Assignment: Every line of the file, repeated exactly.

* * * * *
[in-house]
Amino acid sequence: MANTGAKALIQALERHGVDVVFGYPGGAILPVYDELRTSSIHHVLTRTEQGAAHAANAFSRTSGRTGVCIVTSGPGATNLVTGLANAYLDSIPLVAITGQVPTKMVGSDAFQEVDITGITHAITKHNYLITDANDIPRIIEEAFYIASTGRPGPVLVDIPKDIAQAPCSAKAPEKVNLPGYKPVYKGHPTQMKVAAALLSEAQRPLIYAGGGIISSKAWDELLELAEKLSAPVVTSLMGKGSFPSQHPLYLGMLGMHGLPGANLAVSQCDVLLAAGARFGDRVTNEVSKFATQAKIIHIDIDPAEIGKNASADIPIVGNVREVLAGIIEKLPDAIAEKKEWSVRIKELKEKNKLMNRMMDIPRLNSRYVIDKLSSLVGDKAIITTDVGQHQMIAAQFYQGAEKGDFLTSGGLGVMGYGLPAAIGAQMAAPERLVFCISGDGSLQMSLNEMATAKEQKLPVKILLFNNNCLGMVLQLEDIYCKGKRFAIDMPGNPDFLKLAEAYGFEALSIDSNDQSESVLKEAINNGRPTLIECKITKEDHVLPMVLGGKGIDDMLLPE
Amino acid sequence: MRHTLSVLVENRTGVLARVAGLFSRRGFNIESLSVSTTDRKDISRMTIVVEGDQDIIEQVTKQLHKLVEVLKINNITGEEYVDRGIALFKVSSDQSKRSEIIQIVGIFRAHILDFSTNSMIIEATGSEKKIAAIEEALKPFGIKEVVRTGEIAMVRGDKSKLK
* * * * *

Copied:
[in-house]
Amino acid sequence: MANTGAKALIQALERHGVDVVFGYPGGAILPVYDELRTSSIHHVLTRTEQGAAHAANAFSRTSGRTGVCIVTSGPGATNLVTGLANAYLDSIPLVAITGQVPTKMVGSDAFQEVDITGITHAITKHNYLITDANDIPRIIEEAFYIASTGRPGPVLVDIPKDIAQAPCSAKAPEKVNLPGYKPVYKGHPTQMKVAAALLSEAQRPLIYAGGGIISSKAWDELLELAEKLSAPVVTSLMGKGSFPSQHPLYLGMLGMHGLPGANLAVSQCDVLLAAGARFGDRVTNEVSKFATQAKIIHIDIDPAEIGKNASADIPIVGNVREVLAGIIEKLPDAIAEKKEWSVRIKELKEKNKLMNRMMDIPRLNSRYVIDKLSSLVGDKAIITTDVGQHQMIAAQFYQGAEKGDFLTSGGLGVMGYGLPAAIGAQMAAPERLVFCISGDGSLQMSLNEMATAKEQKLPVKILLFNNNCLGMVLQLEDIYCKGKRFAIDMPGNPDFLKLAEAYGFEALSIDSNDQSESVLKEAINNGRPTLIECKITKEDHVLPMVLGGKGIDDMLLPE
Amino acid sequence: MRHTLSVLVENRTGVLARVAGLFSRRGFNIESLSVSTTDRKDISRMTIVVEGDQDIIEQVTKQLHKLVEVLKINNITGEEYVDRGIALFKVSSDQSKRSEIIQIVGIFRAHILDFSTNSMIIEATGSEKKIAAIEEALKPFGIKEVVRTGEIAMVRGDKSKLK